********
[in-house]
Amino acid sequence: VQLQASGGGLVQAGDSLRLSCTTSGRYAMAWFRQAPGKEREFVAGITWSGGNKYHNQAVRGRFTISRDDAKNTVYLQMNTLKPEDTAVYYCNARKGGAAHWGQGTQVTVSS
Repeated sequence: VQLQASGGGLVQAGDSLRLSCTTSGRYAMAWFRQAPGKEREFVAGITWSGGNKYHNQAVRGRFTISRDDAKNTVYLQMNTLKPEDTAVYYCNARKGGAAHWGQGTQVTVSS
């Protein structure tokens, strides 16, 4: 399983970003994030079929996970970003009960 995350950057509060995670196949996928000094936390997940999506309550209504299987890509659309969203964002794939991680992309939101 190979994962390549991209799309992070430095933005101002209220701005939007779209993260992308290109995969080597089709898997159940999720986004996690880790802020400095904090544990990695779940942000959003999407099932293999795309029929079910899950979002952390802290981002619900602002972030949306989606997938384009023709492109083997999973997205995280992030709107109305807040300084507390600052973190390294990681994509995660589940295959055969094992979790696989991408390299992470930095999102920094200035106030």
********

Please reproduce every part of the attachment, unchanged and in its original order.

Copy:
[in-house]
Amino acid sequence: VQLQASGGGLVQAGDSLRLSCTTSGRYAMAWFRQAPGKEREFVAGITWSGGNKYHNQAVRGRFTISRDDAKNTVYLQMNTLKPEDTAVYYCNARKGGAAHWGQGTQVTVSS
Repeated sequence: VQLQASGGGLVQAGDSLRLSCTTSGRYAMAWFRQAPGKEREFVAGITWSGGNKYHNQAVRGRFTISRDDAKNTVYLQMNTLKPEDTAVYYCNARKGGAAHWGQGTQVTVSS
């Protein structure tokens, strides 16, 4: 399983970003994030079929996970970003009960 995350950057509060995670196949996928000094936390997940999506309550209504299987890509659309969203964002794939991680992309939101 190979994962390549991209799309992070430095933005101002209220701005939007779209993260992308290109995969080597089709898997159940999720986004996690880790802020400095904090544990990695779940942000959003999407099932293999795309029929079910899950979002952390802290981002619900602002972030949306989606997938384009023709492109083997999973997205995280992030709107109305807040300084507390600052973190390294990681994509995660589940295959055969094992979790696989991408390299992470930095999102920094200035106030």